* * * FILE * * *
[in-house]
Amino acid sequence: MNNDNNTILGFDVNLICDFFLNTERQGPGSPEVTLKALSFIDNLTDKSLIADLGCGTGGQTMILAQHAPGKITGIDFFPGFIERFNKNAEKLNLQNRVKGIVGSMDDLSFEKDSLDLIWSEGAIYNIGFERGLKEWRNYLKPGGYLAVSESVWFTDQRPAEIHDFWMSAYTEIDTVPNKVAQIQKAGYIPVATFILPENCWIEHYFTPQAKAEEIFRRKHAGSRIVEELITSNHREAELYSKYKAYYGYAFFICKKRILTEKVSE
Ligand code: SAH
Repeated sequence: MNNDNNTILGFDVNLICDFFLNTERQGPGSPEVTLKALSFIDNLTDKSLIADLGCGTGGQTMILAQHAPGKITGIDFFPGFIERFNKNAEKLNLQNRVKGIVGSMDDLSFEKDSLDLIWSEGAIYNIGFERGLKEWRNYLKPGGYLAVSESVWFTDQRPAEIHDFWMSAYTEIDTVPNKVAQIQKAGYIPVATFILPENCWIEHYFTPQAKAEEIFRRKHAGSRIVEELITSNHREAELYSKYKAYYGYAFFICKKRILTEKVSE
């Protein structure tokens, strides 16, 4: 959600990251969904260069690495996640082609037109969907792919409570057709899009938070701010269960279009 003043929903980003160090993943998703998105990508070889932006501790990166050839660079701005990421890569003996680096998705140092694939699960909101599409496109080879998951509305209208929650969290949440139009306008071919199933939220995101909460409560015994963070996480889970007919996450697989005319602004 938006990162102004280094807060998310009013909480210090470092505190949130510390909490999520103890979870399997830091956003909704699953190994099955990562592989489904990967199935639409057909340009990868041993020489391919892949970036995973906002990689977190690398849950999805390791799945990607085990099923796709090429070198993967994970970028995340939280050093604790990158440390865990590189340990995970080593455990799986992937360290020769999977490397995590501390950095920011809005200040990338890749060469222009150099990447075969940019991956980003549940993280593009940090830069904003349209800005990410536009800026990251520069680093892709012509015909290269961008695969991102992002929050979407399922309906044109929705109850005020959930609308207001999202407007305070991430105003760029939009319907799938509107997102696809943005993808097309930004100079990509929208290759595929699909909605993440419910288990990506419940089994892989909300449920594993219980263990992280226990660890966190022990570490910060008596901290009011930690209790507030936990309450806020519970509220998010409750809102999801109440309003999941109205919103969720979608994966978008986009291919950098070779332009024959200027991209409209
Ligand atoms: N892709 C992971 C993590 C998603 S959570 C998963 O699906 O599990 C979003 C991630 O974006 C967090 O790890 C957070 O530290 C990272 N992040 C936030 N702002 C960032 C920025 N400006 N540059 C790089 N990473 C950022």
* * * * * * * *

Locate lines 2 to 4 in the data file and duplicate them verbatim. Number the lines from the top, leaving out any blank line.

Amino acid sequence: MNNDNNTILGFDVNLICDFFLNTERQGPGSPEVTLKALSFIDNLTDKSLIADLGCGTGGQTMILAQHAPGKITGIDFFPGFIERFNKNAEKLNLQNRVKGIVGSMDDLSFEKDSLDLIWSEGAIYNIGFERGLKEWRNYLKPGGYLAVSESVWFTDQRPAEIHDFWMSAYTEIDTVPNKVAQIQKAGYIPVATFILPENCWIEHYFTPQAKAEEIFRRKHAGSRIVEELITSNHREAELYSKYKAYYGYAFFICKKRILTEKVSE
Ligand code: SAH
Repeated sequence: MNNDNNTILGFDVNLICDFFLNTERQGPGSPEVTLKALSFIDNLTDKSLIADLGCGTGGQTMILAQHAPGKITGIDFFPGFIERFNKNAEKLNLQNRVKGIVGSMDDLSFEKDSLDLIWSEGAIYNIGFERGLKEWRNYLKPGGYLAVSESVWFTDQRPAEIHDFWMSAYTEIDTVPNKVAQIQKAGYIPVATFILPENCWIEHYFTPQAKAEEIFRRKHAGSRIVEELITSNHREAELYSKYKAYYGYAFFICKKRILTEKVSE